Brazil FIFA World Cup 2014 & Yellow Fever Vaccination
Subscribers are advised to check our Fact Sheet Section for extra guidance when advising travellers going to the FIFA World Cup 2014
MERS-CoV Case Dies in Malaysia
In April 2014, a man died from MERS-CoV infection following a trip to Saudi Arabia. See our Fact Sheet and travel health reports for more detail.
Zika virus infections were reported from Cook Islands in March 2014. This virus was likely introduced from French Polynesia where it has been causing outbreaks. Zika virus is a virus that is transmitted by mosquito bites. Symptoms are similar (but usually milder) to those seen with dengue. Prevention is by protection against mosquito bites as for dengue. See health reports for additional details.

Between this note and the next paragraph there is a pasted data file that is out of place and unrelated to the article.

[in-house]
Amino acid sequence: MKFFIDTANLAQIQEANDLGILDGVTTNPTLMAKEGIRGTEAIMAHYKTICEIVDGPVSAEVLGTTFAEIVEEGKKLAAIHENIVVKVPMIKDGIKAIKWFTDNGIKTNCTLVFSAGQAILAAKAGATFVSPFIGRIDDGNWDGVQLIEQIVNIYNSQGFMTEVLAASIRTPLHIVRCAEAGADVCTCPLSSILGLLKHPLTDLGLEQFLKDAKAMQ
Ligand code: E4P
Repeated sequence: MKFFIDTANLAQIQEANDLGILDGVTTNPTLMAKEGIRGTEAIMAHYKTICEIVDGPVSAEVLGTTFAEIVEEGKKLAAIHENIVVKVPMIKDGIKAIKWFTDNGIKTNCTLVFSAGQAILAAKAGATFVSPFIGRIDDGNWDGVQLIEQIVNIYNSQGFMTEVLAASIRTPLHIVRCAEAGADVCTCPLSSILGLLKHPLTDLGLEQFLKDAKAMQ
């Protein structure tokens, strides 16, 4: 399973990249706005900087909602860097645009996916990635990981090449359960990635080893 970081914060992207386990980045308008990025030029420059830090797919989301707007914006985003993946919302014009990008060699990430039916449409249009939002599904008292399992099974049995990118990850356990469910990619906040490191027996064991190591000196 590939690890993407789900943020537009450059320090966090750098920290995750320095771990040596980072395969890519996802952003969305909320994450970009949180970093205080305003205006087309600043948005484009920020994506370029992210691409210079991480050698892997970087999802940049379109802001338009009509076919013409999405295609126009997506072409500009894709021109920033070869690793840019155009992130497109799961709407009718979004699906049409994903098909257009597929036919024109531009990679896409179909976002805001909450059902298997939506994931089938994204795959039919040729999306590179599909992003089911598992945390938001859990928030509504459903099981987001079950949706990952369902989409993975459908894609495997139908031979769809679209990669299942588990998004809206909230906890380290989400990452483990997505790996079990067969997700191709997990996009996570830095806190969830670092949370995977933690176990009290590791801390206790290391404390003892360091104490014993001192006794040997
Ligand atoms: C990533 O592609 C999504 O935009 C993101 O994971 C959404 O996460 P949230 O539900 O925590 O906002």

In March 2014, the first case of polio since 2000 was confirmed in a 6 month old boy who developed paralysis in the previous month. He had not been immunised against polio. Laboratory tests indicate the poliovirus was similar to the strain causing the ongoing Middle East outbreak. See health reports for further information.
Ebola Outbreak in Guinea
In February 2014, an outbreak of hemorrhagic fever later identified as Ebola, occurred in Southern Guinea and is continuing through March and likely April. Ebola is a virus infection that has a high case fatality rate (up to 90% but may be as low as 25%) and can be spread by direct contact with infected blood/secretions. Patients with Ebola may cross the border to enter Sierra Leone and Liberia for medical care. See health reports for additional information.